Judicial Watch • Public School Bans U.S. Flag To Avoid “Racial Tension”

Public School Bans U.S. Flag To Avoid “Racial Tension”

Public School Bans U.S. Flag To Avoid “Racial Tension”

NOVEMBER 12, 2010

 

A public middle school student in central California was forced to take an American flag off his bike because administrators feared Old Glory would ignite “racial tension”among Hispanic students.

The enraging violation of the teenager’s First Amendment right took place this week in Stanislaus County’s Denair Unified School District, where officials say Mexican flags brought in by Hispanic students created racial tension on Cinco de Mayo, the holiday that commemorates Mexico’s victory over France in the Battle of Puebla.

To avoid similar problems, a boy at Denair Middle School was forced to put away an American flag displayed on his bike to support war heroes, including some in his family, on Veterans Day week. The 13-year-old was ordered to remove it after students at his U.S. taxpayer-financed school complained, according to officials quoted in a local news report. All this while an American flag flaps in the wind on campus as is the case at practically all of the nation’s public schools.

Here is the official explanation offered by the district’s superintendant, Edward Parraz: “Our Hispanic, you know, kids will, you know, bring their Mexican flags and they’ll display it, and then of course the kids would do the American flag situation, and it does cause kind of a racial tension which we don’t really want. We want them to appreciate the cultures.”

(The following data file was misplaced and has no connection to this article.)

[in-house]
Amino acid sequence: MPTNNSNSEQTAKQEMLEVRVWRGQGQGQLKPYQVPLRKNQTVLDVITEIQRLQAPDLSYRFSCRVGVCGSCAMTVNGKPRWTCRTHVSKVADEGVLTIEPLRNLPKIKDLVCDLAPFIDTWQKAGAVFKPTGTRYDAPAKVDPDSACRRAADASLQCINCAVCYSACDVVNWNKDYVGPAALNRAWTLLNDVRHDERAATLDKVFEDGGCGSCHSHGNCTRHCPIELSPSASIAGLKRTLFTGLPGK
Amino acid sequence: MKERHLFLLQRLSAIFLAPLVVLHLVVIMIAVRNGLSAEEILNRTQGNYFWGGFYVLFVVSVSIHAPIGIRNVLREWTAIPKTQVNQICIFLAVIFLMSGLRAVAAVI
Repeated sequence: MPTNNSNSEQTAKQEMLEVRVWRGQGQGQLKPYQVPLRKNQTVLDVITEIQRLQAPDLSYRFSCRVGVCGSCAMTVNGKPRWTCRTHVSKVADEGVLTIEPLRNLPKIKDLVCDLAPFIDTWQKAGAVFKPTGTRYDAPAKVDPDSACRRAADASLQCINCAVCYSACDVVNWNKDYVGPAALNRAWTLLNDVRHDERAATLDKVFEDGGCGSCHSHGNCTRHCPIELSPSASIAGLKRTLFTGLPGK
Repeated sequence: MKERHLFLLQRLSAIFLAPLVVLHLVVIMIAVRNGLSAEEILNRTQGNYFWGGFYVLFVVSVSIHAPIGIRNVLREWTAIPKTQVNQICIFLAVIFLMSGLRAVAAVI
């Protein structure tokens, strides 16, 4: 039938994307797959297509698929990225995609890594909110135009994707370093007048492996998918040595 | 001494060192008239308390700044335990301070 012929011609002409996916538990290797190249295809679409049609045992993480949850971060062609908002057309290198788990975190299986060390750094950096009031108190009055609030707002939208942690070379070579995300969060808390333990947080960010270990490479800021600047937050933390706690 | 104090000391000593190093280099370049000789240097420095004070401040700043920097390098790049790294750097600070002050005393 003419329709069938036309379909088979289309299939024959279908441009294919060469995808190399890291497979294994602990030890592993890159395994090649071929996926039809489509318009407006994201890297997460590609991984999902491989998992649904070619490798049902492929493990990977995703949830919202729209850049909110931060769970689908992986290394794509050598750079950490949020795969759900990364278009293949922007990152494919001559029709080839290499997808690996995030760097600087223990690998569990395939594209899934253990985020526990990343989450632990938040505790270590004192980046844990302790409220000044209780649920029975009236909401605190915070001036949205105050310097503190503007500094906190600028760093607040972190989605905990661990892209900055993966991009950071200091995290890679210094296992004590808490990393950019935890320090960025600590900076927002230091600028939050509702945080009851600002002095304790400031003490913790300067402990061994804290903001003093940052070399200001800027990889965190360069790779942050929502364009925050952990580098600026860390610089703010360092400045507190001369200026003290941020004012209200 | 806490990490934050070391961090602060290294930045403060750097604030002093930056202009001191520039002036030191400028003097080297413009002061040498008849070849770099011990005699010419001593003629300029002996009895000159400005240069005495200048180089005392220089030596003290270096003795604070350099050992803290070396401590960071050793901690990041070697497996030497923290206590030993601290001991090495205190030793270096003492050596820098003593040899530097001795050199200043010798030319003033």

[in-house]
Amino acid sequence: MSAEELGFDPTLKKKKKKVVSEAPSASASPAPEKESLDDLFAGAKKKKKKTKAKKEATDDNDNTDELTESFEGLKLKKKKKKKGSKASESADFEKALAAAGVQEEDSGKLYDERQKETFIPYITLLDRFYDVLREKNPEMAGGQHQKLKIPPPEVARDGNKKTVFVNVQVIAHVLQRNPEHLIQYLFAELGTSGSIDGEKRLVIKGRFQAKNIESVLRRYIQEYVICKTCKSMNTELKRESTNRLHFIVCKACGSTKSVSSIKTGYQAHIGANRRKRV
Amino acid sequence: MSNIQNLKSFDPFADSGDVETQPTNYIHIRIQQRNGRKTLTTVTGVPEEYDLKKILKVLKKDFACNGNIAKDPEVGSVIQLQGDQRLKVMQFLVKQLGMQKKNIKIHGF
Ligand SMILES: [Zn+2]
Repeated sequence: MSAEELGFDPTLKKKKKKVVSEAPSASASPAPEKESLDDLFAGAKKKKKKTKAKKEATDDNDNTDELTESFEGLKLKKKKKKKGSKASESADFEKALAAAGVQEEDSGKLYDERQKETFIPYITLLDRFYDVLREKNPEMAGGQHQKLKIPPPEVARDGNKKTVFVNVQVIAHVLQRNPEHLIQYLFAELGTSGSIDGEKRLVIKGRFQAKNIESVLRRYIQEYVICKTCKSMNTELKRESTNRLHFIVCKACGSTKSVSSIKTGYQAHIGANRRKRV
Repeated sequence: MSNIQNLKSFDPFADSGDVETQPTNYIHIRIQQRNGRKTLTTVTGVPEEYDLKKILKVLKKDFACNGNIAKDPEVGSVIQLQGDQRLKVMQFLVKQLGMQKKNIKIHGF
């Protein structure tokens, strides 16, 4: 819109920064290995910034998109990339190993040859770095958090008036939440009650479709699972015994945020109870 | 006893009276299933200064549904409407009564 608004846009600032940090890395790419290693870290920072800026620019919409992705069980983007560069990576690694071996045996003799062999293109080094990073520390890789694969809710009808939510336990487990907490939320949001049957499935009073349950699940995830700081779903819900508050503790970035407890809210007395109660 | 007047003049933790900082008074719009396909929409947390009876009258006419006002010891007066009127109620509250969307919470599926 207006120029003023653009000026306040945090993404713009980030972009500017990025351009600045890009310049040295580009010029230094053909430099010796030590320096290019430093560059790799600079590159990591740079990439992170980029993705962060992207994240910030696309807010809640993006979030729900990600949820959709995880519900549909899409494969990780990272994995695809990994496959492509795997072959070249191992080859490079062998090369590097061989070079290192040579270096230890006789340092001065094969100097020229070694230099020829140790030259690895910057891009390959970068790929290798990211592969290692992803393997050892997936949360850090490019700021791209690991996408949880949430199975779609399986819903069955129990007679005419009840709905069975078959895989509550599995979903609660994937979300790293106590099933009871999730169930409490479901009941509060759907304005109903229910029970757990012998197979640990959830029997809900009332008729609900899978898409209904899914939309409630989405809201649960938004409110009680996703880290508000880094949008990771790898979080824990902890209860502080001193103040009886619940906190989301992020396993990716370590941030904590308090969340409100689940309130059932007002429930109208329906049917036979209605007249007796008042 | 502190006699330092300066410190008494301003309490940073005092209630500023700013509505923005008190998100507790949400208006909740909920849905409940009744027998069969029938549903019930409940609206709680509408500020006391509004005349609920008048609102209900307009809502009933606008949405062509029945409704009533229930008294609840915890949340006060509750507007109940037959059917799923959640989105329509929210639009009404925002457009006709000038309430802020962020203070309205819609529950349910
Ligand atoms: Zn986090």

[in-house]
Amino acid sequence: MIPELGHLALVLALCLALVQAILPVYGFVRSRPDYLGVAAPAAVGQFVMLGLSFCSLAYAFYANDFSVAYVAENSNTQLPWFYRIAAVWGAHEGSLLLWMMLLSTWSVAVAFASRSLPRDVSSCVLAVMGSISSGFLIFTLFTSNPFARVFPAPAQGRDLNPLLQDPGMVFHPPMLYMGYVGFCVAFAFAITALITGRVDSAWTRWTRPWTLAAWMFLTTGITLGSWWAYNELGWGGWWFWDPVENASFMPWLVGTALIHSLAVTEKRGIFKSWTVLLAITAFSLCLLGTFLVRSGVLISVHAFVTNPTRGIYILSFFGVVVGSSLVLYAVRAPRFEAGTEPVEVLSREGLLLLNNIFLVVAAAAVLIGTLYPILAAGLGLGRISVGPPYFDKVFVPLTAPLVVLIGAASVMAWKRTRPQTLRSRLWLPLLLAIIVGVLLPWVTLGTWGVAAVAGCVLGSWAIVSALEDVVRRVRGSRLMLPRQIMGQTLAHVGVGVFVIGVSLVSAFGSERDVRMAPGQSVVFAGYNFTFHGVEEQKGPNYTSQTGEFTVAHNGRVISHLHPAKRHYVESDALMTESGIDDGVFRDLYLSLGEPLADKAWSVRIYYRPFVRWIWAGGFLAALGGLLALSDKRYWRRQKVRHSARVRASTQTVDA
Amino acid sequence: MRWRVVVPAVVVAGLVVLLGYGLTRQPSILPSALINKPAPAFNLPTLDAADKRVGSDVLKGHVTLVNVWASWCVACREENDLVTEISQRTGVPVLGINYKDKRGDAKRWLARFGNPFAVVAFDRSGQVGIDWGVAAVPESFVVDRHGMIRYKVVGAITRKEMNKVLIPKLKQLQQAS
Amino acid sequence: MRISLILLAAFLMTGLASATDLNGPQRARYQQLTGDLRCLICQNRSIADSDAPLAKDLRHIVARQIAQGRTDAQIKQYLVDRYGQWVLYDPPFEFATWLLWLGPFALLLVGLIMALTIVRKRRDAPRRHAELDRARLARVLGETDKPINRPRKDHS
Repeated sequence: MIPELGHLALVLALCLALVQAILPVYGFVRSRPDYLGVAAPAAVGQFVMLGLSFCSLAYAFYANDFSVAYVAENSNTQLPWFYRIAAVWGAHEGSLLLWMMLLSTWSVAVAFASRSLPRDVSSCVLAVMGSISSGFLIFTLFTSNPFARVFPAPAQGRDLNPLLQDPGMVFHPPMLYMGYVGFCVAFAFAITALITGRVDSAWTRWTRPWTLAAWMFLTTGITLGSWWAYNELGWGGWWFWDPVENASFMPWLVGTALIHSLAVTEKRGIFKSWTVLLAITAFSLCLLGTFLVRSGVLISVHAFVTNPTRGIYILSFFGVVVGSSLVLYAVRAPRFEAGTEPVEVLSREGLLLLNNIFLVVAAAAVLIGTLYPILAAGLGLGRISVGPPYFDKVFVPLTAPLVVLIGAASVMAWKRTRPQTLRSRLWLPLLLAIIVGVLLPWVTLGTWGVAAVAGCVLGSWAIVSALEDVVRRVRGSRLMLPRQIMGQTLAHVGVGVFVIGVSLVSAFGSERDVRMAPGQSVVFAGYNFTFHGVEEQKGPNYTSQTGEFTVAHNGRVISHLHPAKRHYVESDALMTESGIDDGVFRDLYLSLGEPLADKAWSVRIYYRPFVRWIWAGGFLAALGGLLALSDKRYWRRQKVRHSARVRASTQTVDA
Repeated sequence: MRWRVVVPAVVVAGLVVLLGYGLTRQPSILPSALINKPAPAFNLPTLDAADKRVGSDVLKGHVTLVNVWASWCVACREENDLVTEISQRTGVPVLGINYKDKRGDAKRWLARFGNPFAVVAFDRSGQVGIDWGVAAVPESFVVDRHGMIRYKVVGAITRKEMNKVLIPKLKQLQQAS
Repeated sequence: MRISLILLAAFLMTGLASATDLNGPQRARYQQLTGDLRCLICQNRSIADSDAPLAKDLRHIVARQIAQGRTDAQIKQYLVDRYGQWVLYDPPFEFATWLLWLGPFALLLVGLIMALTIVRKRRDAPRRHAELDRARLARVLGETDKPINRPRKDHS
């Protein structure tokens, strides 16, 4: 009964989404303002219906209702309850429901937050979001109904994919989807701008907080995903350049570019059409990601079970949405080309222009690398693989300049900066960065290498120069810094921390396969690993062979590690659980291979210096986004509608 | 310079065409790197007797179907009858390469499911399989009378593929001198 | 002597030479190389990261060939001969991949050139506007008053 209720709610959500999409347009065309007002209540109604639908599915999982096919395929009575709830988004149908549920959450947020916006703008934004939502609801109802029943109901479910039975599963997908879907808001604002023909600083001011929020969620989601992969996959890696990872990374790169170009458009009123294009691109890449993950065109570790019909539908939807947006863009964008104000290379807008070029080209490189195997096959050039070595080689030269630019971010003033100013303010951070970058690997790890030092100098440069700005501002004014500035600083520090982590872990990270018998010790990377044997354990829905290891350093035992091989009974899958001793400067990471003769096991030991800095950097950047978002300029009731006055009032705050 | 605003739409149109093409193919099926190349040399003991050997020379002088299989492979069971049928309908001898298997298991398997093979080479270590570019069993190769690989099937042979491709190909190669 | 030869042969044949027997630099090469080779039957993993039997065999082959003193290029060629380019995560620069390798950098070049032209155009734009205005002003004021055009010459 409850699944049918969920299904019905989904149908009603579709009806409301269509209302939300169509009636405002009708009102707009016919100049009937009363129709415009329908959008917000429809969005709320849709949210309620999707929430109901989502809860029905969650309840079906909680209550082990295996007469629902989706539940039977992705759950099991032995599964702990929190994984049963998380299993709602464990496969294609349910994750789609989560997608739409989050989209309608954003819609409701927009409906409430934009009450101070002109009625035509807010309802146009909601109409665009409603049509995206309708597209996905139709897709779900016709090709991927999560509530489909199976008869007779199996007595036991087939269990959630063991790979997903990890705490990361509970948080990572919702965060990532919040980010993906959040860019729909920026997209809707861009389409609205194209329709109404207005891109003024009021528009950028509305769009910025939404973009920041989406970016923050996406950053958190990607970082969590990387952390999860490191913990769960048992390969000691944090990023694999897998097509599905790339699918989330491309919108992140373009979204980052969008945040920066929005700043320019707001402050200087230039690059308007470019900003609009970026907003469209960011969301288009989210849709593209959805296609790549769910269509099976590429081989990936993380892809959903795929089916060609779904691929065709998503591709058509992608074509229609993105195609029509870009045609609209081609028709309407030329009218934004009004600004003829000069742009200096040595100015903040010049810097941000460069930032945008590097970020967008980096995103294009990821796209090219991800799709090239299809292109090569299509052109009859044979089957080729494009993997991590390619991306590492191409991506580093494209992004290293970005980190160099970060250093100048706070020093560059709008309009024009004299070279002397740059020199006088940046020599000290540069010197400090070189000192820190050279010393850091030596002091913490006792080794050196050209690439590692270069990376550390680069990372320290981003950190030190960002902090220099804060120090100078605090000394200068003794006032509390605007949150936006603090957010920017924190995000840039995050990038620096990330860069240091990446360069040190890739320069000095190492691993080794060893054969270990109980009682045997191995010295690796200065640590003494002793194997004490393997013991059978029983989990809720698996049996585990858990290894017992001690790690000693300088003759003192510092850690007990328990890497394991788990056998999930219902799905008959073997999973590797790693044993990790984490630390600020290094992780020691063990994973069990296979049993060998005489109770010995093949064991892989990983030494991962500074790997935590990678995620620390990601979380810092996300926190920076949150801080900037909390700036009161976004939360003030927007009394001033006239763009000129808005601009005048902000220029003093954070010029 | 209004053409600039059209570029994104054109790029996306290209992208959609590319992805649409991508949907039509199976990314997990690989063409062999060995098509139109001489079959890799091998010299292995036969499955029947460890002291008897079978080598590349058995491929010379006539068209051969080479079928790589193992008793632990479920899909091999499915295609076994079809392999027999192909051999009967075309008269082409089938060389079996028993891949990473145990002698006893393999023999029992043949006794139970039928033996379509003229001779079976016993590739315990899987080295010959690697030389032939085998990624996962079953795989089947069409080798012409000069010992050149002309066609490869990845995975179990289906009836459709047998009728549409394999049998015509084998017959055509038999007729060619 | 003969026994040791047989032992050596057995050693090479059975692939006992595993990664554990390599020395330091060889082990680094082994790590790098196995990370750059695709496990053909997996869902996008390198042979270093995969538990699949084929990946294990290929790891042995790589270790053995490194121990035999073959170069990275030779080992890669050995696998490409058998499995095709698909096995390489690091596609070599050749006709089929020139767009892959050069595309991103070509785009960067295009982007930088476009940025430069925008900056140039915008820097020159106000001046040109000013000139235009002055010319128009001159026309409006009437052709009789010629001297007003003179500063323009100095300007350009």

Who would have ever imagined that the Stars and Stripes would be considered offensive on its own soil and in a government-financed institution, no less? An acclaimed educational center dedicated to studying the First Amendment (Vanderbilt University’s First Amendment Center), points out that a 1969 Supreme Court ruling allows school officials to ban student expression if they can reasonably forecast that the speech or display will cause substantial disruption.

However, addressing this incident, one of its First Amendment scholars asks: “Since when is honoring Veterans Day with the display of the American flag disruptive?” He goes on to suggest that schools facing tensions over cultural differences can teach all students that disruptions over displays such as flags on bikes or backpacks will not be tolerated rather than banning the expression.


 

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